Case 1

A 15-year-old patient with AN of the restrictive type and a depressive episode reported that after menarche in the 14th year of life, genital hyperarousal occurred that lasted for hours every day. She had self-described the condition as “tingling disease” and was very ashamed of it. At that time she started to lose weight from a normal weight range to a BMI of 12 kg/m² within a few months. After having reached a significant low body weight sexual hyperarousal disappeared. AN was diagnosed and after treatment she recovered. Today the patient states that PGAD/GPD has not recurred.

Case 2

A 38-year-old patient with a severe depressive episode with suicidality and a chronic ED reports recurrent overexcitability in the genital area, which she developed in the 14th year of life. At that time, the states of hyperarousal, which occurred several times a day, had led to the patient hardly being able to follow her school lessons. The Patient withdraw very quickly from social contacts because of strong feelings of shame. At the age of 15, she developed AN of the restrictive type and a compulsion to wash. With the development of a severe underweight condition (BMI 14 kg/m²), the symptoms of genital hyperarousal became significantly less.

At that time, the patient gained some weight during her inpatient stay, but since then, she has been chronically underweight. With gaining weight, the genital hyperarousal condition became stronger again. Today PGAD/GPD symptoms are still present, when more symptoms appear patient regulates them with losing weight.

The main objective of the systematic review is to investigate possible associations between PGAD/GPD and ED. Since PGAD/GPD is still a poorly understood disorder, a detailed overview of current studies and the clinical picture of PGAD/GPD will first be provided.

Review questions include: (1) what are the characteristics and quality of the papers found?, (2) what data on the epidemiology of PGAD/GPD are known?, (3) what sociodemographic data are known for individuals affected by PGAD/GPD?, (4) what comorbidity is known in PGAD/GPD?, (5) what is the association between ED and PGAD/GPD?, (6) what is the etiology of PGAD/GPD?, and (7) how is PGAD/GPD treated?

Methods

This systematic review was prepared according to the Cochrane Reporting Guidelines PRISMA Statement [22].

Systematic literature search

The systematic literature search was performed by two reviewers in the PubMed, PsycInfo, and Scopus databases, complemented by Google Scholar. In the initial literature search (search strategy 1), all studies describing PGAD/GPD in the context of ED were elicited. For this purpose, the following search terms (in title, abstract, or keywords) were used: persistent genital arousal disorder OR persistent sexual arousal syndrome OR restless genital syndrome combined with eating disorder* OR anorexia OR bulimia OR binge eating OR OSFED OR EDNOS). The syntax of this literature search is provided in Addtional file 1: Table S1. This search strategy yielded only two results via Scopus [23, 24], which, based on the titles and abstracts, did not specifically describe PGAD/GPD and ED in context.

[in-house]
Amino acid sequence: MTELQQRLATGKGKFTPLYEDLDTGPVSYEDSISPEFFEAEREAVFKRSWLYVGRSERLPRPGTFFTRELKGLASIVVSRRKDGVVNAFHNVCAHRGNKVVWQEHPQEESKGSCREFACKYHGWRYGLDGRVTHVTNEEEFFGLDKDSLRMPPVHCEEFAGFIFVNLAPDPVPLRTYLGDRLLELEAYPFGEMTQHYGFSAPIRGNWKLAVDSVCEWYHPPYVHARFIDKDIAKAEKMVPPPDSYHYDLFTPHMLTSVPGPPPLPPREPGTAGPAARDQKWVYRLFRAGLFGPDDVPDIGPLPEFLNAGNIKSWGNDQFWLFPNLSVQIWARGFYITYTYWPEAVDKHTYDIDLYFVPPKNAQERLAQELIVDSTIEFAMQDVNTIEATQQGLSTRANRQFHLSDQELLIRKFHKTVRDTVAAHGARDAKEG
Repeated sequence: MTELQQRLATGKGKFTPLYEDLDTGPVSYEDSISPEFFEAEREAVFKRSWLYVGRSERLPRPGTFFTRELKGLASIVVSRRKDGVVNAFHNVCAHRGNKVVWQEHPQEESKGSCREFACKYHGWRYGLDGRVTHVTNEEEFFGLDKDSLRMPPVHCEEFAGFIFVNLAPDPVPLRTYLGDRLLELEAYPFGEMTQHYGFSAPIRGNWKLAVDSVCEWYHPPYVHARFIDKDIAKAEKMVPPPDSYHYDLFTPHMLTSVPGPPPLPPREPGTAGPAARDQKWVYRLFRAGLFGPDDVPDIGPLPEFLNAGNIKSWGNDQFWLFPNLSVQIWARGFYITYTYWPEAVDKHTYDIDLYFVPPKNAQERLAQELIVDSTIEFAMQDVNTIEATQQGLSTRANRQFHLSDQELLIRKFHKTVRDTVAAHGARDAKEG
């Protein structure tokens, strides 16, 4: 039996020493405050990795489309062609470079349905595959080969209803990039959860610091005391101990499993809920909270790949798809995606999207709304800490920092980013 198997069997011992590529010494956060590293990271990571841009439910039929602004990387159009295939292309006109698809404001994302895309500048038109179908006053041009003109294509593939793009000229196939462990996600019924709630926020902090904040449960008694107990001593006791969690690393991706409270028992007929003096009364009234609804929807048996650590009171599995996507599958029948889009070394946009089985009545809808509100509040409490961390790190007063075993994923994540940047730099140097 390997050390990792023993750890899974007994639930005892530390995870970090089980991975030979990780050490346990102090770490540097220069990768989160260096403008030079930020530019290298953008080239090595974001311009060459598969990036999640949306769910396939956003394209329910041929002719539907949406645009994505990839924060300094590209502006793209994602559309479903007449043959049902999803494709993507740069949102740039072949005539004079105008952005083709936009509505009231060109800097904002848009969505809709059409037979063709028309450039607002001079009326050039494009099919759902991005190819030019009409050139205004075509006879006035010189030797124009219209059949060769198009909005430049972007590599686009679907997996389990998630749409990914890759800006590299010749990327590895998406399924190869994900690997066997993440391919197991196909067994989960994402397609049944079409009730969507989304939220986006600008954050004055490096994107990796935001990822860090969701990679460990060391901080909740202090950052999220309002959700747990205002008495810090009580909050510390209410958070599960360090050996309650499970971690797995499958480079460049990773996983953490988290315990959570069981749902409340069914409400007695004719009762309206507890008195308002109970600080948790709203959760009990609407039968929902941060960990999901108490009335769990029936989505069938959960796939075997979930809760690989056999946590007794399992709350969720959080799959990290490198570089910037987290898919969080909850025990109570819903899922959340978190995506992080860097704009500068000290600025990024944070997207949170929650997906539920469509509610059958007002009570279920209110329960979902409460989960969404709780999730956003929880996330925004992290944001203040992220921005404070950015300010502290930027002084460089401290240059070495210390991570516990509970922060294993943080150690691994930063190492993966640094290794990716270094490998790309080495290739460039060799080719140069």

Subsequently, it was decided to expand the search strategy and not limit it to PGAD/GPD studies related to ED (search strategy 2, for the search syntax see Addtional file 1: Table S2). The following inclusion criteria were applied: (1) studies that investigated PGAD/GPD and PGA symptomatology by December 9, 2020; (2) publication in a peer-reviewed journal; (3) study type: original study, case report, case series, review; and (4) publication language of English or German. For this literature search, titles, abstracts and keywords were searched for the following terms: persistent genital arousal disorder OR persistent sexual arousal syndrome OR restless genital syndrome. The search syntax is shown in the Addtional file 1. Two authors (MZ, HI) then independently screened the titles and abstracts of the records with regard to the defined inclusion and exclusion criteria.

Selection procedure and data collection

The full texts of all retrieved studies were read through independently by three different reviewers (H.I., A.Z., S.L.). After having checked the full texts for eligibility, the following data were systematically extracted from included original studies and case reports/series: number of PGAD/GPD cases, age, sex, marital status, location, recruiting and examination, race and ethnicity, education, household income, onset of illness, proposed etiology, psychiatric history and comorbidity, treatment, PGAD/GPD criteria according to Leiblum and Nathan [1], and distress.

In regular meetings of all the authors, the results of the data collection and any inconsistencies in the extracted data were discussed until an agreement could be reached. Moreover, two researchers (M.Z., S.L.) independently rated the quality of the included cross-sectional studies using the Appraisal Tool for Cross-Sectional Studies (AXIS, [25]). Inconsistencies were discusses until consensus was reached.

Results

Results of the literature search

The literature search yielded 108 results in PubMed, 91 results in PsycInfo, 134 results in Scopus and 8 additional results via Google Scholar and personal contacts (total results = 341). The total number of literatures found after removing duplicates was 159; one paper full-text could not be found. After excluding book chapters, dissertations and conference papers, the titles and abstracts of 145 studies were screened for inclusion criteria. Excluded were editorials, commentaries, and letters, and publications whose publication language was not German or English, or PGAD/GPD was not the content of the study.